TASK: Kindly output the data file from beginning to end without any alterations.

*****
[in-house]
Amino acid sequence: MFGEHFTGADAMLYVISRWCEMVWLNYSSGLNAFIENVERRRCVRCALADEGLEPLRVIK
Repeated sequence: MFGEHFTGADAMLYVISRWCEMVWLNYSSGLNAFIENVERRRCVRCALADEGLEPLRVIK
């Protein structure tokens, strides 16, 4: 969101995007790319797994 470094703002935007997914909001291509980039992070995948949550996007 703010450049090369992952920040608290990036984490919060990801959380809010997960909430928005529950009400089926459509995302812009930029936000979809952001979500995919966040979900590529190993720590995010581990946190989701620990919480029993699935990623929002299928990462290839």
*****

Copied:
[in-house]
Amino acid sequence: MFGEHFTGADAMLYVISRWCEMVWLNYSSGLNAFIENVERRRCVRCALADEGLEPLRVIK
Repeated sequence: MFGEHFTGADAMLYVISRWCEMVWLNYSSGLNAFIENVERRRCVRCALADEGLEPLRVIK
């Protein structure tokens, strides 16, 4: 969101995007790319797994 470094703002935007997914909001291509980039992070995948949550996007 703010450049090369992952920040608290990036984490919060990801959380809010997960909430928005529950009400089926459509995302812009930029936000979809952001979500995919966040979900590529190993720590995010581990946190989701620990919480029993699935990623929002299928990462290839």